It took a historic performance from Rory McIlroy to make Tiger Woods a sympathetic figure.
What must Tiger, who is missing this year’s U.S. Open with knee and Achilles injuries, be thinking? At Congressional Country Club in Bethesda, MD, McIlroy has pulled a Tiger — of old — and shot an 11-under-par through the first two rounds of the U.S. Open. That’s the lowest 36-hole score in the history of the 111-year-old event. McIlroy, 22, entered the clubhouse up eight strokes.
Meanwhile, the current Tiger — who is the 15th-ranked player in the world, and has struggled badly since resuming his career in 2010, following his sordid sex scandal — can do nothing. Woods can’t stop this new kid from taking over the game. We may be witnessing a true sea change in golf. McIlroy has contended in the last three majors, and was poised to run away with one at some point.
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For the better part of a decade, we’ve been waiting for a player with Tiger-like talent to emerge. Someone to act as his rival, to be Arnold Palmer to his Jack Nicklaus. If McIlroy is indeed that player, what if Woods is now too old, too physically and emotionally scarred, to hang with him? Ah, what might have been.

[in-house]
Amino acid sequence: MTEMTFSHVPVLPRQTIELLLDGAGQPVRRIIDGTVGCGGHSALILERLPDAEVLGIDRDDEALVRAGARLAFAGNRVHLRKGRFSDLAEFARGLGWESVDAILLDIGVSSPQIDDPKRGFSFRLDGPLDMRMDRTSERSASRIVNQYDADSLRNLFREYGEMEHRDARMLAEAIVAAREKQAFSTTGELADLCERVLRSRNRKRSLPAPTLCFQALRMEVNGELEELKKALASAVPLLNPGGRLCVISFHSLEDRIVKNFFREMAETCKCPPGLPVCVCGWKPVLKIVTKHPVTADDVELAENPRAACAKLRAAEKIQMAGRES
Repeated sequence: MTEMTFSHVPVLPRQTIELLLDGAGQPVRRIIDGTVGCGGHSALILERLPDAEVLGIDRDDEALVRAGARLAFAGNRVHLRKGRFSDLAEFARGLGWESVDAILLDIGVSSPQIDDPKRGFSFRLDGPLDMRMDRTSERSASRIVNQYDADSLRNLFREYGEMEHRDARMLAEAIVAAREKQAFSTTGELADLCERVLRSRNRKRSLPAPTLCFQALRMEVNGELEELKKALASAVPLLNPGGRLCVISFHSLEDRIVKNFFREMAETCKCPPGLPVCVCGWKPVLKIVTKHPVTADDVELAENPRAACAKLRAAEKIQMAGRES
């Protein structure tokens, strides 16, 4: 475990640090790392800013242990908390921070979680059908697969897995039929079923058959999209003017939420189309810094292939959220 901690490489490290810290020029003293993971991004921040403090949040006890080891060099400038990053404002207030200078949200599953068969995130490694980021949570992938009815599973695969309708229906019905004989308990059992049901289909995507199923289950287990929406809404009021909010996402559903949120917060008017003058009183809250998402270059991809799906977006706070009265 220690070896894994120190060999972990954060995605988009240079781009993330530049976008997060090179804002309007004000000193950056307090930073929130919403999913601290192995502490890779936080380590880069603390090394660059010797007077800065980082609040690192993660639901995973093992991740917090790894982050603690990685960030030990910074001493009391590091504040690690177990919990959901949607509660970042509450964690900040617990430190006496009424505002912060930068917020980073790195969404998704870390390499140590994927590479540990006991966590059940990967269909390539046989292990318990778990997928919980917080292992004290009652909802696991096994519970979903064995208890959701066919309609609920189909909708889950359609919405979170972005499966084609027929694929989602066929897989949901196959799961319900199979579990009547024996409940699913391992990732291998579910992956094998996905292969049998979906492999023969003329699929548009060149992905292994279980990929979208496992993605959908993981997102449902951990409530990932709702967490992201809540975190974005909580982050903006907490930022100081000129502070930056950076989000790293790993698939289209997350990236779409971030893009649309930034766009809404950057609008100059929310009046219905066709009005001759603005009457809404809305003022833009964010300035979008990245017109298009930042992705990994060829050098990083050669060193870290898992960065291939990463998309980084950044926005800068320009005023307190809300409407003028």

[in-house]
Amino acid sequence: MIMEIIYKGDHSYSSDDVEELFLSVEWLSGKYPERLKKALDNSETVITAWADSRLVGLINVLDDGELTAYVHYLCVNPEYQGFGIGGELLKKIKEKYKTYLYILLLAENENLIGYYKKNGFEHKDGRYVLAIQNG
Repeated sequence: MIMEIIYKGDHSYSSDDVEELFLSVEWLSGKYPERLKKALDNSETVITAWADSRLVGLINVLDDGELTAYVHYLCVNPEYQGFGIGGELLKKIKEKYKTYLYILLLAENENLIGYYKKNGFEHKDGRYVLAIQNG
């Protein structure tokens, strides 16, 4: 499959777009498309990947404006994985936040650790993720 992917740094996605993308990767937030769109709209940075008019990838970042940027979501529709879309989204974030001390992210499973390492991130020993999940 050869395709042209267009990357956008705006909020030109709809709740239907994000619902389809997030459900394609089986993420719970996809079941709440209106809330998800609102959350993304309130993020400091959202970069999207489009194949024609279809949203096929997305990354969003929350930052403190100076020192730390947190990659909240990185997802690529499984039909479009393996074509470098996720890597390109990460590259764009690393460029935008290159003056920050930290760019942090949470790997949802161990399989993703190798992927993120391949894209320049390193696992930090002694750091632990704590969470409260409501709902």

Okay, we must be careful, and not get ahead of ourselves. After all, McIlroy blew this year’s Master’s. He entered the final round with a four-stroke lead, but melted down and shot an 80 on the final day. But after Friday’s performance, you can’t help but wonder if you’re witnessing something special. After sinking birdies on the 16th and 17th holes, McIlroy, who is from Northern Ireland, got to 13-under-par, the lowest score at any point in the history of the U.S. Open.
The greens at the U.S. Open are famous for their speed and deception. McIlroy sank putts as if they lied on a flat practice green at the local muni. On the 8th hole, his approach shot hit the back of the green, then spun into the hole for an eagle. Phil Mickelson, McIlroy’s playing partner, clapped.
A huge gallery flocked to McIlroy, just like it used to do for Tiger. As McIlroy marches toward his first major, the howls will only grow louder. When’s the next time Tiger hears those roars?
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